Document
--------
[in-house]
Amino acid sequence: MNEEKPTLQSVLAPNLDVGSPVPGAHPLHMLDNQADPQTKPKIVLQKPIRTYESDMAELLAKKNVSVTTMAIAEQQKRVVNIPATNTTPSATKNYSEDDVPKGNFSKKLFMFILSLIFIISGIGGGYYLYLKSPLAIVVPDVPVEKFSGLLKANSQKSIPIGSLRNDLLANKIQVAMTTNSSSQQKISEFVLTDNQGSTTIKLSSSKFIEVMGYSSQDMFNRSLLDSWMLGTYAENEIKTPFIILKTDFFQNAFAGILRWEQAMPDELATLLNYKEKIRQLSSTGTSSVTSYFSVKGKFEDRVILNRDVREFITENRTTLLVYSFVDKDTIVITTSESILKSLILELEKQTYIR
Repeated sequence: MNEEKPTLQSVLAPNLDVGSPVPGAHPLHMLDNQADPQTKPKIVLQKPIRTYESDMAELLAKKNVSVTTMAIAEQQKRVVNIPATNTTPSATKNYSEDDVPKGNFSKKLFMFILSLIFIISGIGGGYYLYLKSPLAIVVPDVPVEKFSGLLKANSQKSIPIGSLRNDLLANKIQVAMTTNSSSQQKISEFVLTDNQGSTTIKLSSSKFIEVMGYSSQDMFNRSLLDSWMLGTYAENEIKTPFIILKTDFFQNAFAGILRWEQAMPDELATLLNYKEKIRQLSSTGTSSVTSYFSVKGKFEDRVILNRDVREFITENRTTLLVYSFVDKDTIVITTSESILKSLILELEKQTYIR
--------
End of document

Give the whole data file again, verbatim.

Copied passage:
[in-house]
Amino acid sequence: MNEEKPTLQSVLAPNLDVGSPVPGAHPLHMLDNQADPQTKPKIVLQKPIRTYESDMAELLAKKNVSVTTMAIAEQQKRVVNIPATNTTPSATKNYSEDDVPKGNFSKKLFMFILSLIFIISGIGGGYYLYLKSPLAIVVPDVPVEKFSGLLKANSQKSIPIGSLRNDLLANKIQVAMTTNSSSQQKISEFVLTDNQGSTTIKLSSSKFIEVMGYSSQDMFNRSLLDSWMLGTYAENEIKTPFIILKTDFFQNAFAGILRWEQAMPDELATLLNYKEKIRQLSSTGTSSVTSYFSVKGKFEDRVILNRDVREFITENRTTLLVYSFVDKDTIVITTSESILKSLILELEKQTYIR
Repeated sequence: MNEEKPTLQSVLAPNLDVGSPVPGAHPLHMLDNQADPQTKPKIVLQKPIRTYESDMAELLAKKNVSVTTMAIAEQQKRVVNIPATNTTPSATKNYSEDDVPKGNFSKKLFMFILSLIFIISGIGGGYYLYLKSPLAIVVPDVPVEKFSGLLKANSQKSIPIGSLRNDLLANKIQVAMTTNSSSQQKISEFVLTDNQGSTTIKLSSSKFIEVMGYSSQDMFNRSLLDSWMLGTYAENEIKTPFIILKTDFFQNAFAGILRWEQAMPDELATLLNYKEKIRQLSSTGTSSVTSYFSVKGKFEDRVILNRDVREFITENRTTLLVYSFVDKDTIVITTSESILKSLILELEKQTYIR